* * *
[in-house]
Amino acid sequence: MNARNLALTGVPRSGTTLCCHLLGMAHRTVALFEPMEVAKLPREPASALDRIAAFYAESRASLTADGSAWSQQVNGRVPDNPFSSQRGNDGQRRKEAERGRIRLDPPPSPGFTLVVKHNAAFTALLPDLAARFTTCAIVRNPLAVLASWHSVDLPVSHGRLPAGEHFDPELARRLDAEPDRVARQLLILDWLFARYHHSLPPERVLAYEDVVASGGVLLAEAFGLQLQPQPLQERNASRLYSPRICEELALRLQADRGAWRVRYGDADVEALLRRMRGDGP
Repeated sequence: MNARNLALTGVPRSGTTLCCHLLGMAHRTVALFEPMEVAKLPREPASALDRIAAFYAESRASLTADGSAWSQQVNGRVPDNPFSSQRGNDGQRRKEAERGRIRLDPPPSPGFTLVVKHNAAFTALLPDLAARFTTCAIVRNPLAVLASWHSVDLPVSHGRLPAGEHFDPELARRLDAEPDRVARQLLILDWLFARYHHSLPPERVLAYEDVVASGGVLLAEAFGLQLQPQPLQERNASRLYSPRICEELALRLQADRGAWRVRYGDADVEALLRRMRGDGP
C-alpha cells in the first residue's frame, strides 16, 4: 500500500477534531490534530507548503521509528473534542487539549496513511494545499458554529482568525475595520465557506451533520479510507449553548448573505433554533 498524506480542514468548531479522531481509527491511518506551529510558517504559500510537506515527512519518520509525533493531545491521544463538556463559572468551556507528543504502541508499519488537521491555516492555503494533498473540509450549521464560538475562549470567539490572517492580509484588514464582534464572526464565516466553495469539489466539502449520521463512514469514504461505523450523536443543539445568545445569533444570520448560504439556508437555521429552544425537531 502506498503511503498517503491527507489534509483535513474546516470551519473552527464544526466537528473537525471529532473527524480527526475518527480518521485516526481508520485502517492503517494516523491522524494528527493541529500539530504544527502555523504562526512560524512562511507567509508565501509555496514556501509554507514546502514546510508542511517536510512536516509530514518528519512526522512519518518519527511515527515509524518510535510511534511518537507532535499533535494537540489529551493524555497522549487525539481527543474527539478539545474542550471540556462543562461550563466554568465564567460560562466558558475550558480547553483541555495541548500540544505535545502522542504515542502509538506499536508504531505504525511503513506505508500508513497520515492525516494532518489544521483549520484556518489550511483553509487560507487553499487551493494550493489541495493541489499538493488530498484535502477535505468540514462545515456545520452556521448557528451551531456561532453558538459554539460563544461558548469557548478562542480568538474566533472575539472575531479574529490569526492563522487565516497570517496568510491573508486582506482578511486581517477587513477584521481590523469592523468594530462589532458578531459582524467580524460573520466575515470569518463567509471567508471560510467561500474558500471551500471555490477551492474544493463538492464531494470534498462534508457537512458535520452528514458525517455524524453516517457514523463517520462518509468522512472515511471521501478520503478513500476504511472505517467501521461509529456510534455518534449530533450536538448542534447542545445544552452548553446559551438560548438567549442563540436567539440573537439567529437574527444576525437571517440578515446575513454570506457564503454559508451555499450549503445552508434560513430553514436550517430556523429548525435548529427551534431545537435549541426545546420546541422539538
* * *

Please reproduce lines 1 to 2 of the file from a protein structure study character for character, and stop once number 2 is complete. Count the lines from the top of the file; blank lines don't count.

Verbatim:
[in-house]
Amino acid sequence: MNARNLALTGVPRSGTTLCCHLLGMAHRTVALFEPMEVAKLPREPASALDRIAAFYAESRASLTADGSAWSQQVNGRVPDNPFSSQRGNDGQRRKEAERGRIRLDPPPSPGFTLVVKHNAAFTALLPDLAARFTTCAIVRNPLAVLASWHSVDLPVSHGRLPAGEHFDPELARRLDAEPDRVARQLLILDWLFARYHHSLPPERVLAYEDVVASGGVLLAEAFGLQLQPQPLQERNASRLYSPRICEELALRLQADRGAWRVRYGDADVEALLRRMRGDGP